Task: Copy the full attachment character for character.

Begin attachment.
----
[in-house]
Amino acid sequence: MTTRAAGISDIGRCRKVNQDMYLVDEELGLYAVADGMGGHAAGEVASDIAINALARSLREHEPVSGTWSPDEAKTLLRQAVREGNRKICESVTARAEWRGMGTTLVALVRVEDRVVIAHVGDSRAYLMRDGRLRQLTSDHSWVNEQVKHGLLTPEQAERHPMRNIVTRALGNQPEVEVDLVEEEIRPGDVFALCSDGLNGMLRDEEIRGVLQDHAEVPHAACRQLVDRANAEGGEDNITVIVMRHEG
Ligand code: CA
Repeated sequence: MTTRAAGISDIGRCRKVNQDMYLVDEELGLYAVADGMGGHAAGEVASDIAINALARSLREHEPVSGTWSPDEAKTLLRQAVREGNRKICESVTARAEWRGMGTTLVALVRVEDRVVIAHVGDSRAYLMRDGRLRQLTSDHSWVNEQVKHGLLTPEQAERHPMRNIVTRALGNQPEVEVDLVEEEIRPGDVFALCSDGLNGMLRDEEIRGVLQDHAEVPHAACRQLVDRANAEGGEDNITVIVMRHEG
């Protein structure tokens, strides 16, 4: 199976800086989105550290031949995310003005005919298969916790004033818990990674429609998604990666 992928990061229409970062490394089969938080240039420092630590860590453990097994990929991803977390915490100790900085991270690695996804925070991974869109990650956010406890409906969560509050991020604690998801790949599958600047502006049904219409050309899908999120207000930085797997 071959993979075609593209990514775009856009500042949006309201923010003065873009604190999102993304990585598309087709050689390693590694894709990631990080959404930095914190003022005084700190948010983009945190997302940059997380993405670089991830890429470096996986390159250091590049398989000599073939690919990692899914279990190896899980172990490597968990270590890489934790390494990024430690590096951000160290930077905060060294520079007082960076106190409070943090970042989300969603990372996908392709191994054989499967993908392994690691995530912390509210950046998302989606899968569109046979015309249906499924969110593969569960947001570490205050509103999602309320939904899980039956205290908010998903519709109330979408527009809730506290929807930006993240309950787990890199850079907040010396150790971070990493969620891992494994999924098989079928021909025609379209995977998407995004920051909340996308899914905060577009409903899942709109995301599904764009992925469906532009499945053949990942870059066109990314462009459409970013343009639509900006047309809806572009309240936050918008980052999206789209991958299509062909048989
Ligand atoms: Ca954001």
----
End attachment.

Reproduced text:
[in-house]
Amino acid sequence: MTTRAAGISDIGRCRKVNQDMYLVDEELGLYAVADGMGGHAAGEVASDIAINALARSLREHEPVSGTWSPDEAKTLLRQAVREGNRKICESVTARAEWRGMGTTLVALVRVEDRVVIAHVGDSRAYLMRDGRLRQLTSDHSWVNEQVKHGLLTPEQAERHPMRNIVTRALGNQPEVEVDLVEEEIRPGDVFALCSDGLNGMLRDEEIRGVLQDHAEVPHAACRQLVDRANAEGGEDNITVIVMRHEG
Ligand code: CA
Repeated sequence: MTTRAAGISDIGRCRKVNQDMYLVDEELGLYAVADGMGGHAAGEVASDIAINALARSLREHEPVSGTWSPDEAKTLLRQAVREGNRKICESVTARAEWRGMGTTLVALVRVEDRVVIAHVGDSRAYLMRDGRLRQLTSDHSWVNEQVKHGLLTPEQAERHPMRNIVTRALGNQPEVEVDLVEEEIRPGDVFALCSDGLNGMLRDEEIRGVLQDHAEVPHAACRQLVDRANAEGGEDNITVIVMRHEG
């Protein structure tokens, strides 16, 4: 199976800086989105550290031949995310003005005919298969916790004033818990990674429609998604990666 992928990061229409970062490394089969938080240039420092630590860590453990097994990929991803977390915490100790900085991270690695996804925070991974869109990650956010406890409906969560509050991020604690998801790949599958600047502006049904219409050309899908999120207000930085797997 071959993979075609593209990514775009856009500042949006309201923010003065873009604190999102993304990585598309087709050689390693590694894709990631990080959404930095914190003022005084700190948010983009945190997302940059997380993405670089991830890429470096996986390159250091590049398989000599073939690919990692899914279990190896899980172990490597968990270590890489934790390494990024430690590096951000160290930077905060060294520079007082960076106190409070943090970042989300969603990372996908392709191994054989499967993908392994690691995530912390509210950046998302989606899968569109046979015309249906499924969110593969569960947001570490205050509103999602309320939904899980039956205290908010998903519709109330979408527009809730506290929807930006993240309950787990890199850079907040010396150790971070990493969620891992494994999924098989079928021909025609379209995977998407995004920051909340996308899914905060577009409903899942709109995301599904764009992925469906532009499945053949990942870059066109990314462009459409970013343009639509900006047309809806572009309240936050918008980052999206789209991958299509062909048989
Ligand atoms: Ca954001």